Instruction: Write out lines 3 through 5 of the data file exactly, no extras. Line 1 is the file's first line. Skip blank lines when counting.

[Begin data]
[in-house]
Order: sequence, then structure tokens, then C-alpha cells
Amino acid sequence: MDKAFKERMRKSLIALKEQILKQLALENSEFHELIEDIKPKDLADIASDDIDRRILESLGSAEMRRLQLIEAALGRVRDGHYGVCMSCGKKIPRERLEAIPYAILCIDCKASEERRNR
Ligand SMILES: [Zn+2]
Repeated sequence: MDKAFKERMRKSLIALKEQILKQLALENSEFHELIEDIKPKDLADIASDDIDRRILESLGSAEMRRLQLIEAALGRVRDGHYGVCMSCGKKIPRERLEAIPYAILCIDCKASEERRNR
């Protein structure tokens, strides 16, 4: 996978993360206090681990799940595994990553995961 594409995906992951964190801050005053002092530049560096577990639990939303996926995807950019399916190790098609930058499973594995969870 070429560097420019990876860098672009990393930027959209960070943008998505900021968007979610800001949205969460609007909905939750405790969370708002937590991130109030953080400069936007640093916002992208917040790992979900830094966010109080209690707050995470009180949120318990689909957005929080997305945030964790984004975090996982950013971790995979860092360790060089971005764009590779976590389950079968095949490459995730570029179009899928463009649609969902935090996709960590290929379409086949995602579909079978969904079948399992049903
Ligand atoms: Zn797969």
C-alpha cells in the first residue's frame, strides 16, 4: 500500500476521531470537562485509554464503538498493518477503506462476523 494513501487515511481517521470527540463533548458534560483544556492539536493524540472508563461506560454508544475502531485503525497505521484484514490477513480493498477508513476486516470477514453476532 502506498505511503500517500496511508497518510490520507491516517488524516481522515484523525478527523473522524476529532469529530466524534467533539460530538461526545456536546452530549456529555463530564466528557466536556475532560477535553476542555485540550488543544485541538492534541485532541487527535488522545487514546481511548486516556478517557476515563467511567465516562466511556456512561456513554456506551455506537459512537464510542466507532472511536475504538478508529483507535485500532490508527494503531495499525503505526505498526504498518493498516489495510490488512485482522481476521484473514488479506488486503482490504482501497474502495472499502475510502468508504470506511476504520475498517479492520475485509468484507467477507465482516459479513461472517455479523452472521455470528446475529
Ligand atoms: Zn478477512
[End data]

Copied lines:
Amino acid sequence: MDKAFKERMRKSLIALKEQILKQLALENSEFHELIEDIKPKDLADIASDDIDRRILESLGSAEMRRLQLIEAALGRVRDGHYGVCMSCGKKIPRERLEAIPYAILCIDCKASEERRNR
Ligand SMILES: [Zn+2]
Repeated sequence: MDKAFKERMRKSLIALKEQILKQLALENSEFHELIEDIKPKDLADIASDDIDRRILESLGSAEMRRLQLIEAALGRVRDGHYGVCMSCGKKIPRERLEAIPYAILCIDCKASEERRNR